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July 25, 2022
The downside of being prolific is, your level of output can overwhelm people.
Each time you finish something new and share it with the world, they look at you like you’ve just puked on their shoes with your art.
You made another goddamn thing? Geez. This is too much. I can’t keep up with your insane level of output.
It’s a creative battle that I’ve fought my entire life. Not only in my career as a writer, but going back to childhood. My third grade teacher once commented during a parent teacher conference that my problem was creating too much stuff. C
an you imagine a teacher saying something like that about an eight year old?
According to my mom, here’s what she said:
Scott just invents these art projects out of thin air, dumps them on my desk, and then he’s off and running to start the next one.
When my parents relayed that message back to me, it immediately hurt my feelings. Just thinking about it still pisses me off today. Anytime somebody gives me that feedback, I feel spiritually rejected and insecure about my artistic capabilities.
Like all of my creativity needs to be reigned so others don’t get overwhelmed.
And it’s a complicated emotional battle, because on one hand, the overwhelming person rarely sees themselves in that way. When others complain that their work is too prolific to cope with, that doesn’t track for them.
They’re just being themselves. It’s all they know. It’s the most natural way for them to engage with the world.
But the challenge is, in a professional context, this blind spot can reduce the impact of a creator’s message. It leads to a suboptimal user experience, which is ultimately bad for business.
Have you ever been on the receiving end of that criticism?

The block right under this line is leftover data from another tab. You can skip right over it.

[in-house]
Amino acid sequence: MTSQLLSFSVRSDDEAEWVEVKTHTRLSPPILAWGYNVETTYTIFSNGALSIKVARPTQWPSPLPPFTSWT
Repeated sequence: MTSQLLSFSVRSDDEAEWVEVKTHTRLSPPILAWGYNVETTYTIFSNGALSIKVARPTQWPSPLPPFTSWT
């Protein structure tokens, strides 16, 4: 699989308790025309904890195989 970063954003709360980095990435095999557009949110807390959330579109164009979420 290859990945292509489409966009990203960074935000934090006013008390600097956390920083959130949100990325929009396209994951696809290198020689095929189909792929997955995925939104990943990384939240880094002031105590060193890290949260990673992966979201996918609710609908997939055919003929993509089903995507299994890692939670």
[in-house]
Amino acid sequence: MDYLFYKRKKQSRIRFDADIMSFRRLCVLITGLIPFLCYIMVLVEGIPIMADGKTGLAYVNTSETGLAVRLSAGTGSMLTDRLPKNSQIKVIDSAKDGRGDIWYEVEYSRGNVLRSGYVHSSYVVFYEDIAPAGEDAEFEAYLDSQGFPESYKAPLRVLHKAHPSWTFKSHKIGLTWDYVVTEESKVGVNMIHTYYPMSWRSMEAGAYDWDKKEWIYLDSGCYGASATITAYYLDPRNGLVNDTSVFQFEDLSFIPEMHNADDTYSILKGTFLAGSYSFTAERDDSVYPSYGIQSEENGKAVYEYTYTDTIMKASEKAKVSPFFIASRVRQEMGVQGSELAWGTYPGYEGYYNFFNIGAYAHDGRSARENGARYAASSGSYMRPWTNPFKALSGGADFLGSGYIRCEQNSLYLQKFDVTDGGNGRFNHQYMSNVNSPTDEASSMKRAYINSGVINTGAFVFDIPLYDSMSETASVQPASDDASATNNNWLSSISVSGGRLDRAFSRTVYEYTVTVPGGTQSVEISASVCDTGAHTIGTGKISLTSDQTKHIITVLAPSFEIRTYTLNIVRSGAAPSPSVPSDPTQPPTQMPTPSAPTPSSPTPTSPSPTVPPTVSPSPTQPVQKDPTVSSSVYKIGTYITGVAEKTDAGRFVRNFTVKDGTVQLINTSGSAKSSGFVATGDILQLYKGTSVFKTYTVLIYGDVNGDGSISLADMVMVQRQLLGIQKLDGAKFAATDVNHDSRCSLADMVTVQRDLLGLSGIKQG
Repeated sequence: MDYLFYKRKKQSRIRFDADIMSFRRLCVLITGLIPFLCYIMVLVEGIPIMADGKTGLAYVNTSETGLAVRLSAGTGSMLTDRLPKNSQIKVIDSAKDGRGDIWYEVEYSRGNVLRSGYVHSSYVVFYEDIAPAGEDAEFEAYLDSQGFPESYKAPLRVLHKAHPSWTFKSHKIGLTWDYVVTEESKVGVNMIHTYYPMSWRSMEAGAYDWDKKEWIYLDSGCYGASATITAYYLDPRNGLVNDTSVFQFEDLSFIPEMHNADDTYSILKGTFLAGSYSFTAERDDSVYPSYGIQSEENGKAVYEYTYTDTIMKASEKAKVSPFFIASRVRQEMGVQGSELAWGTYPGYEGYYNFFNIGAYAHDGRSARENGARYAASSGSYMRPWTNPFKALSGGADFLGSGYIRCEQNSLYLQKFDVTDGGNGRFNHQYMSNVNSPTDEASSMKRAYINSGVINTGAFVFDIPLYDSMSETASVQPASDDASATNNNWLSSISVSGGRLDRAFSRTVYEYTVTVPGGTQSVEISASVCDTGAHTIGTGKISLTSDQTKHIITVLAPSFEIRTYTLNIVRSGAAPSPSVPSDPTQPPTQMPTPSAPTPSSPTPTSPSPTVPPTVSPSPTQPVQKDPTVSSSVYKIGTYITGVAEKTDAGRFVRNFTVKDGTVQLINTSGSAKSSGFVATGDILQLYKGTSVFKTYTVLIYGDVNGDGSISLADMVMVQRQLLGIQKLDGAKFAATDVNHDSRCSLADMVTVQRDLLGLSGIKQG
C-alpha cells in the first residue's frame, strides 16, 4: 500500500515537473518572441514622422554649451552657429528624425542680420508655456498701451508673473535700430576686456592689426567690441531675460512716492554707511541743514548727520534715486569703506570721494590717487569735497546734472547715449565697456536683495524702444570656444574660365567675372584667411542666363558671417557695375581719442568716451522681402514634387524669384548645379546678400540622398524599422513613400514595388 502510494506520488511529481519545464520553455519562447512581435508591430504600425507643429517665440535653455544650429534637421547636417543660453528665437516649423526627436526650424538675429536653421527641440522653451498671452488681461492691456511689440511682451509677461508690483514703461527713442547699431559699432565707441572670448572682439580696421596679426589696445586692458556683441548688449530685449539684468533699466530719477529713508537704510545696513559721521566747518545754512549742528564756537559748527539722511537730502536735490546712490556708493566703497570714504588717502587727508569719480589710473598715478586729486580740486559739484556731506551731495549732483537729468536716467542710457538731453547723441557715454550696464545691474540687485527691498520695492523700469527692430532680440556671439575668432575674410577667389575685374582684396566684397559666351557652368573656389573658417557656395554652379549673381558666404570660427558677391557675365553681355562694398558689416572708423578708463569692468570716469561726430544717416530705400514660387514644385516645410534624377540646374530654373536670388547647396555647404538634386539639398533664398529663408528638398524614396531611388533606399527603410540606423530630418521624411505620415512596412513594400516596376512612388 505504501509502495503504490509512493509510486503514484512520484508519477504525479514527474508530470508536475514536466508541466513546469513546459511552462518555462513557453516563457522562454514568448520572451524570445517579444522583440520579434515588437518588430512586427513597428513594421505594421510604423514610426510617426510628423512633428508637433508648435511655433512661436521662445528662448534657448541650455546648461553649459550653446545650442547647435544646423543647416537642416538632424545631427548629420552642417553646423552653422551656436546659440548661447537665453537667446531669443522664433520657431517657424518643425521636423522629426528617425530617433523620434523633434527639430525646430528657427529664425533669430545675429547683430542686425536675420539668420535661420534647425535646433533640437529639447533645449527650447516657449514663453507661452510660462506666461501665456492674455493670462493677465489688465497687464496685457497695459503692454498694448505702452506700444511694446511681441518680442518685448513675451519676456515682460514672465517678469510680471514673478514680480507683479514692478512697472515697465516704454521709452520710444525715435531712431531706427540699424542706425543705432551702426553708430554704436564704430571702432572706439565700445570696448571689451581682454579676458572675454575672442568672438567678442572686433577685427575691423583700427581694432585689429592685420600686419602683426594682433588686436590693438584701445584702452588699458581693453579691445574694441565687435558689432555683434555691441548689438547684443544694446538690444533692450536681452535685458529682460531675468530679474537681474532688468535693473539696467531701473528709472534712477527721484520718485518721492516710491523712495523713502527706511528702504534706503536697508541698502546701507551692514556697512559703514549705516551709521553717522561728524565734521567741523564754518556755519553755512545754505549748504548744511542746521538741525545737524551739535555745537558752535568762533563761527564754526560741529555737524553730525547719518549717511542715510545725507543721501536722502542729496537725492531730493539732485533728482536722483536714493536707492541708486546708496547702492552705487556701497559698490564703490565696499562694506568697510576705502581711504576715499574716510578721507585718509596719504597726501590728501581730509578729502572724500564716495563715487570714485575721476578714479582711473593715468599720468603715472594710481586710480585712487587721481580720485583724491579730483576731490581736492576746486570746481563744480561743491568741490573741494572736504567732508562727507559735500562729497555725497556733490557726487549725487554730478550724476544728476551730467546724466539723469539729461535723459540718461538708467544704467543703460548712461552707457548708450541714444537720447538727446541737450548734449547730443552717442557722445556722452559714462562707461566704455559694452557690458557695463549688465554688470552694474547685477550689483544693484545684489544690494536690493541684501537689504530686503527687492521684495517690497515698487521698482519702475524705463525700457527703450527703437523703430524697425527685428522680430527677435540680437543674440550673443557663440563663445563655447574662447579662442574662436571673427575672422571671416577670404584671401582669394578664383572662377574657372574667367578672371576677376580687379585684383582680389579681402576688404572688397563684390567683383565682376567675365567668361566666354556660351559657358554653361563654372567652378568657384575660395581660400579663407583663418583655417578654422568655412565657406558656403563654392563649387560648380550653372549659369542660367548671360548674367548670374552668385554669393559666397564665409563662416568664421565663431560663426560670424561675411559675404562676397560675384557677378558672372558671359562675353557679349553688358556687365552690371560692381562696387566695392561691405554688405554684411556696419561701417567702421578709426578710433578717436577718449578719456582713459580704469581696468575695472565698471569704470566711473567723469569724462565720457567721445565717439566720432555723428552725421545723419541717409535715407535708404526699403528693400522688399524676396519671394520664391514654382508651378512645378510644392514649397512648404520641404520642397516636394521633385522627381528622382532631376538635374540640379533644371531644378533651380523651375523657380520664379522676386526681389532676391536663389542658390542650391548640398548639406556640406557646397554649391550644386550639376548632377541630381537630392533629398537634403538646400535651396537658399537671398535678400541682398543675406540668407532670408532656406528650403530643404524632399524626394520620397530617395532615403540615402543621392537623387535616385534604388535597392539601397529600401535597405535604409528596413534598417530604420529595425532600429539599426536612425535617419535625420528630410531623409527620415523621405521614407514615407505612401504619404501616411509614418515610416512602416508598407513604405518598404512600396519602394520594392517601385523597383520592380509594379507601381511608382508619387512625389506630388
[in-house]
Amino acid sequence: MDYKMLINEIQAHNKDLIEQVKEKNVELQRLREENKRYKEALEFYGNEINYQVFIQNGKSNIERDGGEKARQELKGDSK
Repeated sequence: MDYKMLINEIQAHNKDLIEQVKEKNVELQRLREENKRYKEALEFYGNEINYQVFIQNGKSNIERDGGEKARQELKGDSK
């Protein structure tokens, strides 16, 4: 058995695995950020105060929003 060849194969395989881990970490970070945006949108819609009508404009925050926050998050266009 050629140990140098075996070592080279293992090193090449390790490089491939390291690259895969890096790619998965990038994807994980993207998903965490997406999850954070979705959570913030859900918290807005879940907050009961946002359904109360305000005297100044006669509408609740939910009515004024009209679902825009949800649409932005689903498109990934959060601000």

It’s totally frustrating. Very difficult to separate what’s yours and what’s theirs.
It’s the classic codependent boundary struggle. And it surfaces philosophical questions about being a professional creator.
Is it possible to create too much art? Would it be smarter for audiences if we condensed our material? What if we only chose to publish the top twenty percent of our work? Would our career be better if we didn’t release so many ideas into the world?
Ryan Adams, a music hero of mine, has a creative intensity that often leads to misperceptions of his prolificacy. In a memorable interview with a songwriting magazine, he shared this fascinating case study. Ryan said:
I only ever made one album a year, but I recently released three records within a single album cycle, and the media buried the third one because they thought it was crap. Now they’re my most loved live songs ever.
We seem to live in a society whose ultimate construct is to remove a person from all of the obvious signs of their actual identity, so every artist needs to make the simple decision to have faith in their ideas and what they are spiritually inclined to do to make themselves happy.
Look, it’s hard to tell when being overwhelming is a compliment or a criticism. Sometimes prolificacy can work to our disadvantage, so we need to use our empathy to overcome the psychological blind spots that lessen our impact.
At the same time, if we’ve been blessed with the rare gift of abundant creative expression, why walk away from it just because some people get overwhelmed by it?
We should care less about people’s opinions on our output and more about metabolizing our feelings into work that we’re proud of.
What is the cost of being prolific?